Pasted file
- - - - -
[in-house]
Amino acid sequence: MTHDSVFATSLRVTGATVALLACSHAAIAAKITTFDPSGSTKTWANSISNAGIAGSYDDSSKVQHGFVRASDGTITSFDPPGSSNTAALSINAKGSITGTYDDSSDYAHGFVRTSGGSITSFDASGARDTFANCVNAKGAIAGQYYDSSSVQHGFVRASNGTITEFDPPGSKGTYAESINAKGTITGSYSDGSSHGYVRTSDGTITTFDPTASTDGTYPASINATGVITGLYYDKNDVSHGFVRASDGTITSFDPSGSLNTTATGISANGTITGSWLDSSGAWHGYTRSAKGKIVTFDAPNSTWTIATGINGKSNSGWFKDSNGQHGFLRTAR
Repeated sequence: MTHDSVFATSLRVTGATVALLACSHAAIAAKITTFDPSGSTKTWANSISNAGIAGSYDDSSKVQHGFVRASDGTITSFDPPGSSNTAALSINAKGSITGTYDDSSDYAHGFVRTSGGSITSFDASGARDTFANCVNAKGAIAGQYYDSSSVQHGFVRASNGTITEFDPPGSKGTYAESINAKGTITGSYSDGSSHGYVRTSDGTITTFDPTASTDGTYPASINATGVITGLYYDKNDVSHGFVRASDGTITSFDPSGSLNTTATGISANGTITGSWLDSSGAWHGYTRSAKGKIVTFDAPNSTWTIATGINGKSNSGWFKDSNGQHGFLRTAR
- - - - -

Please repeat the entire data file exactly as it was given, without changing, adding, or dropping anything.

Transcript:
[in-house]
Amino acid sequence: MTHDSVFATSLRVTGATVALLACSHAAIAAKITTFDPSGSTKTWANSISNAGIAGSYDDSSKVQHGFVRASDGTITSFDPPGSSNTAALSINAKGSITGTYDDSSDYAHGFVRTSGGSITSFDASGARDTFANCVNAKGAIAGQYYDSSSVQHGFVRASNGTITEFDPPGSKGTYAESINAKGTITGSYSDGSSHGYVRTSDGTITTFDPTASTDGTYPASINATGVITGLYYDKNDVSHGFVRASDGTITSFDPSGSLNTTATGISANGTITGSWLDSSGAWHGYTRSAKGKIVTFDAPNSTWTIATGINGKSNSGWFKDSNGQHGFLRTAR
Repeated sequence: MTHDSVFATSLRVTGATVALLACSHAAIAAKITTFDPSGSTKTWANSISNAGIAGSYDDSSKVQHGFVRASDGTITSFDPPGSSNTAALSINAKGSITGTYDDSSDYAHGFVRTSGGSITSFDASGARDTFANCVNAKGAIAGQYYDSSSVQHGFVRASNGTITEFDPPGSKGTYAESINAKGTITGSYSDGSSHGYVRTSDGTITTFDPTASTDGTYPASINATGVITGLYYDKNDVSHGFVRASDGTITSFDPSGSLNTTATGISANGTITGSWLDSSGAWHGYTRSAKGKIVTFDAPNSTWTIATGINGKSNSGWFKDSNGQHGFLRTAR